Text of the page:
Strengths and limitations

Strengths of the study included its international reach and large workforce. Results should be generalisable to other rehabilitation studies. However, it is possible that full baby ascertainment was not achieved. We did not systematically conduct exit questionnaires when staff left the study. Impaired memory associated with late pregnancy could have also reduced reporting of baby related information to the trials team,8 which underestimated the workforce fertility rate. Unmeasured factors such as parental leave policy and maternal obesity 9 10 could moderate the association between NNRpB and country. Finally, because only two of our sites were in Asia, the regional differences observed could have been due to chance.


The AVERT trial was associated with a large number of unexpected babies born to trial staff. It is possible that the challenges of trial participation resulted in some team members deciding that having a child would be an easier option at this stage of their lives. It is fair to say, however, that many returned to their senses and resumed their AVERT roles, having realised that research and patient care is perhaps more satisfying than changing endless nappies.

What is already known on this topic

  • Parental leave represents a previously unreported source of trial burden on hospital sites and trial coordinating teams

What this study adds

  • Ongoing recruitment and training of new staff is needed to cover parental leave among a young research workforce and the resulting financial costs, which should be considered when planning research and estimating budgets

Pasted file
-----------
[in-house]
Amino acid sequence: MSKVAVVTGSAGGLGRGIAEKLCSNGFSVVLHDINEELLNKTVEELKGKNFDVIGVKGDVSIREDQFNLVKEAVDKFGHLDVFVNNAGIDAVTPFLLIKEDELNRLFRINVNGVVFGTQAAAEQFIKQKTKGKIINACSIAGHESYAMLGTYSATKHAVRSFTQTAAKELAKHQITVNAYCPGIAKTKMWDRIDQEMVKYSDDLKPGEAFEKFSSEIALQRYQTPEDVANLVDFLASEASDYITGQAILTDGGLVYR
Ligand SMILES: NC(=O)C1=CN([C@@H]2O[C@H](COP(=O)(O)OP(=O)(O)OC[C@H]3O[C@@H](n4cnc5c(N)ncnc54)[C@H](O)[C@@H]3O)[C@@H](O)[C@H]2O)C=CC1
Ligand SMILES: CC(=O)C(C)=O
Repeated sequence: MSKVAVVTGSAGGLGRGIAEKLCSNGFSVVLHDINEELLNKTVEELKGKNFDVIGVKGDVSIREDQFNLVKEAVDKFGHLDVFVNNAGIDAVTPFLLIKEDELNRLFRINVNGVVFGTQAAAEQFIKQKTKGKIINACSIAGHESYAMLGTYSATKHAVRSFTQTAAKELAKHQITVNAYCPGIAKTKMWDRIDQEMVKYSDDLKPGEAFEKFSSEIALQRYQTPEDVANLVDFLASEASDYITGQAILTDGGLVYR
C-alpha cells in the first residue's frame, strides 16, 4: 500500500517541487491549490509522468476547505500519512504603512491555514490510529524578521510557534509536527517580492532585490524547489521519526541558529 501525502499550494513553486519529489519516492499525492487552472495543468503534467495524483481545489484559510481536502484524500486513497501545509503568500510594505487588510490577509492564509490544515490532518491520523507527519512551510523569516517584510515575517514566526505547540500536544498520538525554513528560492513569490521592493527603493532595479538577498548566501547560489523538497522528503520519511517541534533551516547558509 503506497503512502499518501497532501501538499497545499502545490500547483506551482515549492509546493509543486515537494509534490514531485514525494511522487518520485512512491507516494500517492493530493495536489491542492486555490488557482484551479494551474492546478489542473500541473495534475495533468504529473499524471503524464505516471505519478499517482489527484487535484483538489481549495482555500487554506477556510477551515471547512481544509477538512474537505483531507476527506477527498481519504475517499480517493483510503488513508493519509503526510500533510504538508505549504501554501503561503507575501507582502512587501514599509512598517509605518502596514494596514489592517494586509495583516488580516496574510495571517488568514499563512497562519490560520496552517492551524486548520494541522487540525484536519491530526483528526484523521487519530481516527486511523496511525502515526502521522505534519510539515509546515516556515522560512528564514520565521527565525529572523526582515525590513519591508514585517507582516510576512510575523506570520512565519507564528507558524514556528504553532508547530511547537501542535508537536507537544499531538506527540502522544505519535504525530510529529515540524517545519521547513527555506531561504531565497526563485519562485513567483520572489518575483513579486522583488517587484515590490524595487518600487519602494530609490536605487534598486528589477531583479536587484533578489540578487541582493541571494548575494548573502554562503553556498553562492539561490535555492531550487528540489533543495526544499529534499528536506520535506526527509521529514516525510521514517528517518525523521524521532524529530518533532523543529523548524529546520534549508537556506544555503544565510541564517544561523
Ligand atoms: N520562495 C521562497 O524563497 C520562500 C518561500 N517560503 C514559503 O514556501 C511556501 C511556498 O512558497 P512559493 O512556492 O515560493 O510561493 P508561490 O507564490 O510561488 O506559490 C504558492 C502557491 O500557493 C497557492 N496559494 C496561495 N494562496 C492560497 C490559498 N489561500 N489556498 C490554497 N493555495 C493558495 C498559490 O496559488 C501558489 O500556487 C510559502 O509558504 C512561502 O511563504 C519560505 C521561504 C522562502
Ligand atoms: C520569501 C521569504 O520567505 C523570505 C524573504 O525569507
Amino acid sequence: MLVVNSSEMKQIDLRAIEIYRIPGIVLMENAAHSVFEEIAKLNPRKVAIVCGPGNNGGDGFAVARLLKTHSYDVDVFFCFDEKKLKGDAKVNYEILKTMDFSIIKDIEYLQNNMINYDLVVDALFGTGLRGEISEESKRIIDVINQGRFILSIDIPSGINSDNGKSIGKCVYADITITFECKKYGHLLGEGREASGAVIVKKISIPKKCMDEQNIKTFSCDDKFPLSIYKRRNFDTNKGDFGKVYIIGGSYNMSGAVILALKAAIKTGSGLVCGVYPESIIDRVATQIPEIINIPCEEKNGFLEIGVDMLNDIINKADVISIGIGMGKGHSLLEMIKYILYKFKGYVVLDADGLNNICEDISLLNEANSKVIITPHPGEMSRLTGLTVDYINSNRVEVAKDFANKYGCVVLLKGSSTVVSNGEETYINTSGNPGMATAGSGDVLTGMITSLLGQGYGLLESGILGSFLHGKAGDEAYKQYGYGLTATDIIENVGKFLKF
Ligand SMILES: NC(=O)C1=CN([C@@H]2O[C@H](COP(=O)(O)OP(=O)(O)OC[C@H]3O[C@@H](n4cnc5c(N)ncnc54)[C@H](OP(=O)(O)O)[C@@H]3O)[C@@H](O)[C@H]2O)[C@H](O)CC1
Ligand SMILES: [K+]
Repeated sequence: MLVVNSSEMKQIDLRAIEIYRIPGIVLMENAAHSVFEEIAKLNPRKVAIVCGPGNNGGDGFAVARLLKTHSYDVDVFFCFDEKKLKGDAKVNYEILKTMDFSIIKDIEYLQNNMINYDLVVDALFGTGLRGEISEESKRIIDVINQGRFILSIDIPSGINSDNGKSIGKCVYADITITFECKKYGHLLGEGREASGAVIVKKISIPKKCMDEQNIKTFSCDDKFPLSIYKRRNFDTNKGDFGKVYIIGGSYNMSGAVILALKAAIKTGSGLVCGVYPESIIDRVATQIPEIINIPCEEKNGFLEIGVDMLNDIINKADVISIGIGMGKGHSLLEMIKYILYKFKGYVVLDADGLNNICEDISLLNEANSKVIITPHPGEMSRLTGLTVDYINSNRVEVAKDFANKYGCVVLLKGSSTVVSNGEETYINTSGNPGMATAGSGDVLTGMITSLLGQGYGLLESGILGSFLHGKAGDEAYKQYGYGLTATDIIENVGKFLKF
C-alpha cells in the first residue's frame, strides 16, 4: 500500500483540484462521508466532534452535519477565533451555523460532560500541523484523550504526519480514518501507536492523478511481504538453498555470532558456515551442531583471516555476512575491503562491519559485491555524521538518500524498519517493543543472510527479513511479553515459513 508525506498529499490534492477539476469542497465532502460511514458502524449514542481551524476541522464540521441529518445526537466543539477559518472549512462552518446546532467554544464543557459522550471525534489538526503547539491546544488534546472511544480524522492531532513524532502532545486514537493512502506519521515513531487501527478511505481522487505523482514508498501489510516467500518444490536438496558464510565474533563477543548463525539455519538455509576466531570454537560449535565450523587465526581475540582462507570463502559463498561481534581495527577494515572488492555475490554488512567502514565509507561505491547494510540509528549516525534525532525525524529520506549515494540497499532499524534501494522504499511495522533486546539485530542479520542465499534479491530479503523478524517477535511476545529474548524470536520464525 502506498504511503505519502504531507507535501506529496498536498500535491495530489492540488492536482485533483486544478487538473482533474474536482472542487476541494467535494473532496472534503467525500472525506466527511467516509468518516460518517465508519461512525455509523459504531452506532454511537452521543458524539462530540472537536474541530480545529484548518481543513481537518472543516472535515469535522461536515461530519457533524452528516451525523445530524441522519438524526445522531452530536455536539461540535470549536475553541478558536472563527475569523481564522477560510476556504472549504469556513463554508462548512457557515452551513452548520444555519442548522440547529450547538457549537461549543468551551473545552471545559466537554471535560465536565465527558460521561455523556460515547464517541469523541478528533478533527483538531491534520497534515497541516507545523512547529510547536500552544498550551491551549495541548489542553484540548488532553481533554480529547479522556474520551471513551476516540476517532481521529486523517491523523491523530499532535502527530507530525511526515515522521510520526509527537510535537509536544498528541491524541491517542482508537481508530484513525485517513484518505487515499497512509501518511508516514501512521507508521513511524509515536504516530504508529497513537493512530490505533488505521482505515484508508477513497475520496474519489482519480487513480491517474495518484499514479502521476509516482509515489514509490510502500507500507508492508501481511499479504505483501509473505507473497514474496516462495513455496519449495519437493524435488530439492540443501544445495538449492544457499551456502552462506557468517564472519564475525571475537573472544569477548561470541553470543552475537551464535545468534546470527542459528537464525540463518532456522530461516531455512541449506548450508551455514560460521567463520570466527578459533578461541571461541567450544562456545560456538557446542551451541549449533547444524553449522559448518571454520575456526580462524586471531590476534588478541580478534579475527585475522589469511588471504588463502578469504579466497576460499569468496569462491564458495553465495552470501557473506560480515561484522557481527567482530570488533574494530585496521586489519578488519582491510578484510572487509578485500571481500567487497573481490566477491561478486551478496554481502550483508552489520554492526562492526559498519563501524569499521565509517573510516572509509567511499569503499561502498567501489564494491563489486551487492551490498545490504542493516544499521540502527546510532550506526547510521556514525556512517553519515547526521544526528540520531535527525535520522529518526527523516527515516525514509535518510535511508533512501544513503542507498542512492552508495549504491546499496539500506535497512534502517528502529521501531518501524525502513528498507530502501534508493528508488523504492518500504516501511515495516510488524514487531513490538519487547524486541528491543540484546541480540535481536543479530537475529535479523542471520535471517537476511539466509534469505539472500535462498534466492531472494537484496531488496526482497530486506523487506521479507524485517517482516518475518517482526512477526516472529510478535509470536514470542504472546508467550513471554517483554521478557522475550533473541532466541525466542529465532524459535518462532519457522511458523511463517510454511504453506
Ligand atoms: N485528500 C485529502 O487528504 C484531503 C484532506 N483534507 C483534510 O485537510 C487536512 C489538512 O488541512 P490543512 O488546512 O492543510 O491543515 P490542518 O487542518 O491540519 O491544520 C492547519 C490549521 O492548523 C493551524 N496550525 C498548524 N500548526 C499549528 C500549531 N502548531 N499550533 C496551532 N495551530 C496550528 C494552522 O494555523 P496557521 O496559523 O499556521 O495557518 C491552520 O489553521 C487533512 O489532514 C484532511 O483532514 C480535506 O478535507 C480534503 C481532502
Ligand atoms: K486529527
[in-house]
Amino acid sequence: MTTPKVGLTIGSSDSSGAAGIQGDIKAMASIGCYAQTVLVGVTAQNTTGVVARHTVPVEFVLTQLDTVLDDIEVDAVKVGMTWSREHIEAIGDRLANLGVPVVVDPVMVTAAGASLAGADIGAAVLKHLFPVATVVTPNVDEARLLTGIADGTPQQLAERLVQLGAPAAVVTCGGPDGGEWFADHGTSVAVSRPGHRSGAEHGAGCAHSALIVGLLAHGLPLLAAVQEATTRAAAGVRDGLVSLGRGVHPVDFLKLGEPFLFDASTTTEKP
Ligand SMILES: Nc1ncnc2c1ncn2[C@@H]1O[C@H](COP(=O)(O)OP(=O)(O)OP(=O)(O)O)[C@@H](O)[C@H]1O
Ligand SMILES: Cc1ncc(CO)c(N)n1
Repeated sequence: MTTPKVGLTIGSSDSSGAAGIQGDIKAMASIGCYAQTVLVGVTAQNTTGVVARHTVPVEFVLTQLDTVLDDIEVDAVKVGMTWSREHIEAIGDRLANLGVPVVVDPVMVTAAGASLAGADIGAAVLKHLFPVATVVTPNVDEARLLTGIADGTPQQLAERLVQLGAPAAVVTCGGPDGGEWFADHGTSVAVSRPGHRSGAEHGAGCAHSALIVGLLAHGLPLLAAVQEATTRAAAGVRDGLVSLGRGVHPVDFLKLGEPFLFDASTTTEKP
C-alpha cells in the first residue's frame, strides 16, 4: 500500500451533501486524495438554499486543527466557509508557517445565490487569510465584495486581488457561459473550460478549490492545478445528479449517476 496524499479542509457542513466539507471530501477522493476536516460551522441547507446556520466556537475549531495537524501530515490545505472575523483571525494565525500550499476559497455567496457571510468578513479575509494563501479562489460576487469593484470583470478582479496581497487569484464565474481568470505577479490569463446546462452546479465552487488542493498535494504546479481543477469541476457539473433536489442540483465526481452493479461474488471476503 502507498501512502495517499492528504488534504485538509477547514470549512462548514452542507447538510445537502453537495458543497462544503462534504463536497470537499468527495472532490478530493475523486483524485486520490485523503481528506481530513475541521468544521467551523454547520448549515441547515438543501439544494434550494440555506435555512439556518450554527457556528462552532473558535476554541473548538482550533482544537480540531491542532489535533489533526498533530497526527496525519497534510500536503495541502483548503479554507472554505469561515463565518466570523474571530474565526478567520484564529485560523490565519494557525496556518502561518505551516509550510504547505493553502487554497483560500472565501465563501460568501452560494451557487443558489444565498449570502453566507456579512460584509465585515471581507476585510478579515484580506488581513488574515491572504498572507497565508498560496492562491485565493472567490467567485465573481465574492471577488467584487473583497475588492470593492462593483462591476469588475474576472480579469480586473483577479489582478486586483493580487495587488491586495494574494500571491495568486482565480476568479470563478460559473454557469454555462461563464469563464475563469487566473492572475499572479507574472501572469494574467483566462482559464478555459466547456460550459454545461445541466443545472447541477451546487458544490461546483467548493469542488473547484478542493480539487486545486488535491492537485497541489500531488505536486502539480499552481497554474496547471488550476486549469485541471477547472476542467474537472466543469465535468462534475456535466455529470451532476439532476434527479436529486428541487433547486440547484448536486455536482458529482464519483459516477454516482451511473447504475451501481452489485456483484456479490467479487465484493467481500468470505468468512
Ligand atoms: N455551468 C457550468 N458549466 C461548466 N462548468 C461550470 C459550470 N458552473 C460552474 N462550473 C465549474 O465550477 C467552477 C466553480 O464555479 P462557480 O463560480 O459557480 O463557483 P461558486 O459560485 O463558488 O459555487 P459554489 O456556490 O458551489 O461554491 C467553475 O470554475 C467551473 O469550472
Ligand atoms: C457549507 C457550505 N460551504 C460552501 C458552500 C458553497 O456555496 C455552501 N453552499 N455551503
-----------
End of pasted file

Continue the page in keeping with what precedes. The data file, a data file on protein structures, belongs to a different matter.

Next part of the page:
• Celebrating the good stuff, including babies, in large trial collaborations is important, helping to maintain a cohesive collaborative group


  • The Florey Institute of Neuroscience and Mental Health acknowledges the strong support from the Victorian government in Australia and in particular the funding from the Operational Infrastructure Support Grant. We thank all parents for volunteering their baby information and for being part of the AVERT Collaboration Group. We thank Brooke Parsons for her longstanding contribution as our consumer representative.

  • Contributors: RIL, JB, and EL had the idea to publish these data (after an annual collaborators’ meeting). FE, JC, JVH, and JMC collected and organised the data. RIL wrote the first draft, LC provided the statistical analysis, and MM estimated costs associated with births. All authors revised the paper. Members of the AVERT Collaboration Group are listed in web appendix 4.

  • Funding: Australian National Health and Medical Research Council (NHMRC), Singapore Health, Chest Heart and Stroke Scotland, Northern Ireland Chest Heart and Stroke, UK Stroke Association, UK National Institute of Health Research. The funders were not involved in the design or conduct of the study; the collection, management, analysis, and interpretation of the data; or the preparation, review or approval of the manuscript. The content of this paper is solely the responsibility of the authors and does not reflect the views of the funders.

  • Competing interests: All authors have completed the ICMJE uniform disclosure form at and declare: support from the NHMRC, Singapore Health, Chest Heart and Stroke Scotland, Northern Ireland Chest Heart and Stroke, UK Stroke Association, and UK National Institute of Health Research for the submitted work; AT received funding from the NHMRC (grant no 1042600), during the study; no financial relationships with any organisations that might have an interest in the submitted work in the previous three years; no other relationships or activities that could appear to have influenced the submitted work.

  • Ethics approval: All hospitals participating in the study received ethics approval.

  • Data sharing: No additional data available.

  • The lead author (the manuscript’s guarantor) affirms that the manuscript is an honest, accurate, and transparent account of the study being reported; that no important aspects of the study have been omitted; and that any discrepancies from the study as planned (and, if relevant, registered) have been explained.